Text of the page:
INWOOD -- After working hard and raising 10 kids, retired 73-year-old Mabel Anderson has a new vocation: Snake hunter.
"That's my killings there," she said, pointing to a small pile of red-sided garter snake corpses near a door to Inwood Manor.
"I'm scared of them," said the widow with 40 grandchildren, who is living near the world's largest red-sided garter snake dens in Narcisse, an hour's drive northeast of Winnipeg.
Her independent living facility is infested with the critters twice a year. Each spring, tens of thousands of snakes emerge from their warm limestone caves underground to mate then scamper around above ground before returning to their dens in the fall.
The snake issue wiggled its way into the Manitoba legislature Wednesday when Lakeside Tory MLA Ralph Eichler went after the NDP for ignoring the problem.
"I like snakes, but not in my bed," Eichler said.
Family Services and Housing Minister Gord Mackintosh said officials would look into the issue immediately.
Eichler said snake-proofing the care home would be relatively simple, preventing them from crawling between walls and into the attic of the facility.
Inwood Manor administrators were not at the manor to comment Wednesday.
In Inwood, Anderson declared the 55-plus facility a "snakepit." As she spoke to a reporter, one snake slithered toward the foundation of the building then disappeared.
"I check under my bed, I check my bedding. It's not fun for us," said Anderson.
In her suite, Anderson recently found three snakes in the baseboard heater, one on a rug and one in a laundry basket.
"It was a shock," said the woman with heart problems.
Next to her fridge, she has a hammer and a bent knife sharpener. "I broke it killing snakes."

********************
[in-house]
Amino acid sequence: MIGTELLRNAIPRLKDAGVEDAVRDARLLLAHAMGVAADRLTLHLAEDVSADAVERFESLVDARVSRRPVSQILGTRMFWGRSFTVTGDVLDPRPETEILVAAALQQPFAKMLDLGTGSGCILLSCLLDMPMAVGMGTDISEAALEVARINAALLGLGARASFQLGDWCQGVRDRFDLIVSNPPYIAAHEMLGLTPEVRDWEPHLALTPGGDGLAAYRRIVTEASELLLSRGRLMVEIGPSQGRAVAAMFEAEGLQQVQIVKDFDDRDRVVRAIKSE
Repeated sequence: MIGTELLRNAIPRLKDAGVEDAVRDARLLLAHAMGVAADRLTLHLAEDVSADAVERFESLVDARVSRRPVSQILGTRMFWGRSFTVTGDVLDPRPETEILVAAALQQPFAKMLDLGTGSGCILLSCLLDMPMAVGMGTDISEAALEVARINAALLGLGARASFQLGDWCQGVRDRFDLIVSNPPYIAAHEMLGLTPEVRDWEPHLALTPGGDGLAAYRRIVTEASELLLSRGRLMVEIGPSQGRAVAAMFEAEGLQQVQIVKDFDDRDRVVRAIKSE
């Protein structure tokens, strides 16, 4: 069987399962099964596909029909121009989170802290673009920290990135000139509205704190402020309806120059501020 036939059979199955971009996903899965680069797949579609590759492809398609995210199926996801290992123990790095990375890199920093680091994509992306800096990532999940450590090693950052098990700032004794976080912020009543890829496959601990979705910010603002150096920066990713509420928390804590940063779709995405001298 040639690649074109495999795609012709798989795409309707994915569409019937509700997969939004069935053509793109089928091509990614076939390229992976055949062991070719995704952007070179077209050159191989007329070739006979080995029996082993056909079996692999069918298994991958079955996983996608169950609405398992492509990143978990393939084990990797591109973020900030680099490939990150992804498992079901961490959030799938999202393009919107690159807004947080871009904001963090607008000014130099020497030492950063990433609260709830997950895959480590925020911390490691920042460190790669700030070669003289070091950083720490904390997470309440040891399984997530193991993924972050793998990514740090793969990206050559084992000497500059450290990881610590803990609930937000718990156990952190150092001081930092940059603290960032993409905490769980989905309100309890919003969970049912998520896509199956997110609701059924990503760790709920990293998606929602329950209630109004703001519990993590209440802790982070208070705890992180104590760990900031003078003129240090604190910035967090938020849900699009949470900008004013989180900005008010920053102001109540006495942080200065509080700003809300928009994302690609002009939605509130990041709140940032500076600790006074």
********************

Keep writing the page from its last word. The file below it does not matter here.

"I chase 'em down" said Anderson, wearing dainty sequined slippers. "Twenty, 30 -- that's how many I can kill in a day."
She's fed up with the snake surprises in her suite and took action because the problem wasn't being addressed. Anderson knew it wouldn't make her popular.
"Everybody's mad at me. They say 'You shouldn't kill something so beautiful.' "
In 2000, the Narcisse Snake Mortality Advisory Group installed a series of small tunnels under the highway and barrier fencing to guide migrating snakes into these tunnels.
But nothing is guiding them away from Inwood Manor, where Anderson fears and reviles them.
"They stink -- it's an awful smell. They pee," said the woman who grew up in a rural area. "I'm not scared of a bear but I'm scared of a snake."
Sarah Monkman just moved into Inwood Manor last week -- without her husband. He won't move in until the snakes move out, she said.
"He's so deathly scared of snakes," Monkman laughed, holding up a harmless snake for a photo.
She has no fear of snakes but said most of her new neighbours do.
"Some people stay in their rooms and don't come out," said Monkman.
One resident who moved there in May said either the snakes go, or she goes.
"I had one in my kitchen last night when I was trying to make my supper," said Ann O'Malley. The snake scare haunted her the rest of the night.
"In bed, every time the blanket touched my leg, I thought 'Snake!' "
In the spring, two big balls of live snakes -- ripe for mating season -- were found in the crawlspace under the manor, said O'Malley, a retired bartender.
"I'd walk down the hall and gag from the smell," she said. O'Malley has complained to the administration of the building, her MLA and her MP, but hasn't got anywhere.
"Nothing has been done," she said outside the back door of the facility, where intruding snakes had been stopped dead in their tracks on the pavement.
"Look at the blood from people killing them," said O'Malley, who fears bacteria from the rotting snake corpses could be causing a health hazard.
"I hope somebody can block the holes so they don't get in... If you're not allowed to have pussy cats here, you shouldn't have to have snakes."
-- with files from Bruce Owen